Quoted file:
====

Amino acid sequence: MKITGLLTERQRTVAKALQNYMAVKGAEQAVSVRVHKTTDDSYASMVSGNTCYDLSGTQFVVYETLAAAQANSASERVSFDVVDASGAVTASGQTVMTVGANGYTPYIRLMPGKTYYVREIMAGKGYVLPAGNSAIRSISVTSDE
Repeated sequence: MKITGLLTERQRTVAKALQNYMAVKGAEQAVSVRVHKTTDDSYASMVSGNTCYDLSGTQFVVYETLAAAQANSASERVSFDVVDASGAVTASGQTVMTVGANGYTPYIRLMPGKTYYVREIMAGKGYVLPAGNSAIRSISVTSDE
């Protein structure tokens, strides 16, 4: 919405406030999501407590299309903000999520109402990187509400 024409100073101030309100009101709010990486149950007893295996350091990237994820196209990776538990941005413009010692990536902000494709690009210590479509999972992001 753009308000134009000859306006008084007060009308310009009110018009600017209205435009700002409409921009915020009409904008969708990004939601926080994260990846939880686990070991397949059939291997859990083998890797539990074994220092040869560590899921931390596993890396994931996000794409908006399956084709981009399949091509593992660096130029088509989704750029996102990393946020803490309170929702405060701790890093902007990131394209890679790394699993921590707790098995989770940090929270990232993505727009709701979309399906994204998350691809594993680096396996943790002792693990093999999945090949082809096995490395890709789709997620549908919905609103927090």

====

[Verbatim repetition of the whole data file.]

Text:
Amino acid sequence: MKITGLLTERQRTVAKALQNYMAVKGAEQAVSVRVHKTTDDSYASMVSGNTCYDLSGTQFVVYETLAAAQANSASERVSFDVVDASGAVTASGQTVMTVGANGYTPYIRLMPGKTYYVREIMAGKGYVLPAGNSAIRSISVTSDE
Repeated sequence: MKITGLLTERQRTVAKALQNYMAVKGAEQAVSVRVHKTTDDSYASMVSGNTCYDLSGTQFVVYETLAAAQANSASERVSFDVVDASGAVTASGQTVMTVGANGYTPYIRLMPGKTYYVREIMAGKGYVLPAGNSAIRSISVTSDE
């Protein structure tokens, strides 16, 4: 919405406030999501407590299309903000999520109402990187509400 024409100073101030309100009101709010990486149950007893295996350091990237994820196209990776538990941005413009010692990536902000494709690009210590479509999972992001 753009308000134009000859306006008084007060009308310009009110018009600017209205435009700002409409921009915020009409904008969708990004939601926080994260990846939880686990070991397949059939291997859990083998890797539990074994220092040869560590899921931390596993890396994931996000794409908006399956084709981009399949091509593992660096130029088509989704750029996102990393946020803490309170929702405060701790890093902007990131394209890679790394699993921590707790098995989770940090929270990232993505727009709701979309399906994204998350691809594993680096396996943790002792693990093999999945090949082809096995490395890709789709997620549908919905609103927090």